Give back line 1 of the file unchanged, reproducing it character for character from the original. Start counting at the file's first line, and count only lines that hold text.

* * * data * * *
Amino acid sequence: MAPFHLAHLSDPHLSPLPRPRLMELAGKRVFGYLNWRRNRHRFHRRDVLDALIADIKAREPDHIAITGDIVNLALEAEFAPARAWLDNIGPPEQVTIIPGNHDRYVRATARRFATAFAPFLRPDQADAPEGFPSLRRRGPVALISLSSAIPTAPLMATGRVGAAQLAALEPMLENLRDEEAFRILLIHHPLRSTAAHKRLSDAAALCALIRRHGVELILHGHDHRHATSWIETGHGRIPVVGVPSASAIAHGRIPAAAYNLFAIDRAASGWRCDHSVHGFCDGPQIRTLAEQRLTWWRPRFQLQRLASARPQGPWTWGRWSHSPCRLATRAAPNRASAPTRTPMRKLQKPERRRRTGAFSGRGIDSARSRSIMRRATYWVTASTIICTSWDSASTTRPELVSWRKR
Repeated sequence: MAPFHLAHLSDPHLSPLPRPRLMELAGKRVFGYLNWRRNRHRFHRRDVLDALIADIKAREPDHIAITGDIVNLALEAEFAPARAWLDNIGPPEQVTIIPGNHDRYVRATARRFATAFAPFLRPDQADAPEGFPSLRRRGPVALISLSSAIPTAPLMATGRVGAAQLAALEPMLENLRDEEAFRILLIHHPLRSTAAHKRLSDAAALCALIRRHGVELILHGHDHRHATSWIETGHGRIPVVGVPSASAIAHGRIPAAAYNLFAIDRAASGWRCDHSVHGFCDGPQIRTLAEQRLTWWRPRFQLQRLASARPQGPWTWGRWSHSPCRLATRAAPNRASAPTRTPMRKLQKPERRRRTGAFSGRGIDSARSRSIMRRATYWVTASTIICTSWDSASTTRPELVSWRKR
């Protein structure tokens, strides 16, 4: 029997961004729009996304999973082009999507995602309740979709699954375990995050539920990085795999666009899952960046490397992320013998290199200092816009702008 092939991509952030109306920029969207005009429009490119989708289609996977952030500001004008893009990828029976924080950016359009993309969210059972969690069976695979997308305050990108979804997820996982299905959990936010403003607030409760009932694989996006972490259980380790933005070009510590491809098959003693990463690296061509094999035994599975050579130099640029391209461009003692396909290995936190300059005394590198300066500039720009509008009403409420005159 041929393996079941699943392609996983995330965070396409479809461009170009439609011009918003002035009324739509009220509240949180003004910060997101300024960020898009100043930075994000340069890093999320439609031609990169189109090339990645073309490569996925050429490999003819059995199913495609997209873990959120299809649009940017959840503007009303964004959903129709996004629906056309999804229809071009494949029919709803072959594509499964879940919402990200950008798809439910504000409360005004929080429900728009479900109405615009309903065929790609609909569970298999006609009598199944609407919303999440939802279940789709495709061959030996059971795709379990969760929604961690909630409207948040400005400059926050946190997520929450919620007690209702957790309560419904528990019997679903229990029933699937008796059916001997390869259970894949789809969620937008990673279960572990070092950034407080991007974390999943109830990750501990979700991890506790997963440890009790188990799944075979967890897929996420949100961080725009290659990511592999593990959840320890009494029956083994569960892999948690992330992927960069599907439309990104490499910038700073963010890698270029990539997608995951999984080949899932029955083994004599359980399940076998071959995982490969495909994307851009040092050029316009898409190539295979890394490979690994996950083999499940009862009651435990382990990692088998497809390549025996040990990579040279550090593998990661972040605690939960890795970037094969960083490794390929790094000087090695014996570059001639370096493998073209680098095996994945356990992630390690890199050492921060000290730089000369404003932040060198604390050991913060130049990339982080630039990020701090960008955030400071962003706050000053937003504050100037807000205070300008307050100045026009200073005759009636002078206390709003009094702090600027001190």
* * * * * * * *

Amino acid sequence: MAPFHLAHLSDPHLSPLPRPRLMELAGKRVFGYLNWRRNRHRFHRRDVLDALIADIKAREPDHIAITGDIVNLALEAEFAPARAWLDNIGPPEQVTIIPGNHDRYVRATARRFATAFAPFLRPDQADAPEGFPSLRRRGPVALISLSSAIPTAPLMATGRVGAAQLAALEPMLENLRDEEAFRILLIHHPLRSTAAHKRLSDAAALCALIRRHGVELILHGHDHRHATSWIETGHGRIPVVGVPSASAIAHGRIPAAAYNLFAIDRAASGWRCDHSVHGFCDGPQIRTLAEQRLTWWRPRFQLQRLASARPQGPWTWGRWSHSPCRLATRAAPNRASAPTRTPMRKLQKPERRRRTGAFSGRGIDSARSRSIMRRATYWVTASTIICTSWDSASTTRPELVSWRKR